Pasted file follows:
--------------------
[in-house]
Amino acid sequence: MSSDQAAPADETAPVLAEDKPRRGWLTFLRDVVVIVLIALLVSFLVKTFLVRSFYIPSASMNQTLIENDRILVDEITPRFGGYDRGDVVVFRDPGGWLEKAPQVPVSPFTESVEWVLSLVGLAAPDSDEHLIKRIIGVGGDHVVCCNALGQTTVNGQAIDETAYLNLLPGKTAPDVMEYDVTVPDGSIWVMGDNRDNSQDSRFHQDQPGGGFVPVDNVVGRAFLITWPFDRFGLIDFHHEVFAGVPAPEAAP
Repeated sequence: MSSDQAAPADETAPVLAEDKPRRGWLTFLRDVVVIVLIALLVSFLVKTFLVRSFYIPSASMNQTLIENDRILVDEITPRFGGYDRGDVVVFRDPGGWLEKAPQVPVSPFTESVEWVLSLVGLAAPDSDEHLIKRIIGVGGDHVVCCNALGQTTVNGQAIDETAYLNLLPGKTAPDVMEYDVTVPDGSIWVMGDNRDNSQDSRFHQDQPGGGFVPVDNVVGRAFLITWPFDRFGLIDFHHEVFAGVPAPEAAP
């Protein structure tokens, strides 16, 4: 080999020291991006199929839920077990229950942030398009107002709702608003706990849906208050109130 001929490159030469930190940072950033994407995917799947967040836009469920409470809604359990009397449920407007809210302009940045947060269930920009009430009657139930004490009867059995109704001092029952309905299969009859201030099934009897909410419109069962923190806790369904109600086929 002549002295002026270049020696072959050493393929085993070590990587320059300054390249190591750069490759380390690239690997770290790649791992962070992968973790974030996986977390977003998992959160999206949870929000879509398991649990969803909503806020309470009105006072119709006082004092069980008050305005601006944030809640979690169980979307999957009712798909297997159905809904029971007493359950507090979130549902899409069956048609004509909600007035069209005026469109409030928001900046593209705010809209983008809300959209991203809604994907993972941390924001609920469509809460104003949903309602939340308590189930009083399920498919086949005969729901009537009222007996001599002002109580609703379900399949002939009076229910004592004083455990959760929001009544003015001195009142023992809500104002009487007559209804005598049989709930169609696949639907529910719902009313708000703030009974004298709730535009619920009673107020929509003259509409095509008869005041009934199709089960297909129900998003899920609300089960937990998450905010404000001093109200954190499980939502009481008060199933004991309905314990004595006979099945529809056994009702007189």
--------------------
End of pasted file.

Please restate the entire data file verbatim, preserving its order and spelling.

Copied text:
[in-house]
Amino acid sequence: MSSDQAAPADETAPVLAEDKPRRGWLTFLRDVVVIVLIALLVSFLVKTFLVRSFYIPSASMNQTLIENDRILVDEITPRFGGYDRGDVVVFRDPGGWLEKAPQVPVSPFTESVEWVLSLVGLAAPDSDEHLIKRIIGVGGDHVVCCNALGQTTVNGQAIDETAYLNLLPGKTAPDVMEYDVTVPDGSIWVMGDNRDNSQDSRFHQDQPGGGFVPVDNVVGRAFLITWPFDRFGLIDFHHEVFAGVPAPEAAP
Repeated sequence: MSSDQAAPADETAPVLAEDKPRRGWLTFLRDVVVIVLIALLVSFLVKTFLVRSFYIPSASMNQTLIENDRILVDEITPRFGGYDRGDVVVFRDPGGWLEKAPQVPVSPFTESVEWVLSLVGLAAPDSDEHLIKRIIGVGGDHVVCCNALGQTTVNGQAIDETAYLNLLPGKTAPDVMEYDVTVPDGSIWVMGDNRDNSQDSRFHQDQPGGGFVPVDNVVGRAFLITWPFDRFGLIDFHHEVFAGVPAPEAAP
């Protein structure tokens, strides 16, 4: 080999020291991006199929839920077990229950942030398009107002709702608003706990849906208050109130 001929490159030469930190940072950033994407995917799947967040836009469920409470809604359990009397449920407007809210302009940045947060269930920009009430009657139930004490009867059995109704001092029952309905299969009859201030099934009897909410419109069962923190806790369904109600086929 002549002295002026270049020696072959050493393929085993070590990587320059300054390249190591750069490759380390690239690997770290790649791992962070992968973790974030996986977390977003998992959160999206949870929000879509398991649990969803909503806020309470009105006072119709006082004092069980008050305005601006944030809640979690169980979307999957009712798909297997159905809904029971007493359950507090979130549902899409069956048609004509909600007035069209005026469109409030928001900046593209705010809209983008809300959209991203809604994907993972941390924001609920469509809460104003949903309602939340308590189930009083399920498919086949005969729901009537009222007996001599002002109580609703379900399949002939009076229910004592004083455990959760929001009544003015001195009142023992809500104002009487007559209804005598049989709930169609696949639907529910719902009313708000703030009974004298709730535009619920009673107020929509003259509409095509008869005041009934199709089960297909129900998003899920609300089960937990998450905010404000001093109200954190499980939502009481008060199933004991309905314990004595006979099945529809056994009702007189």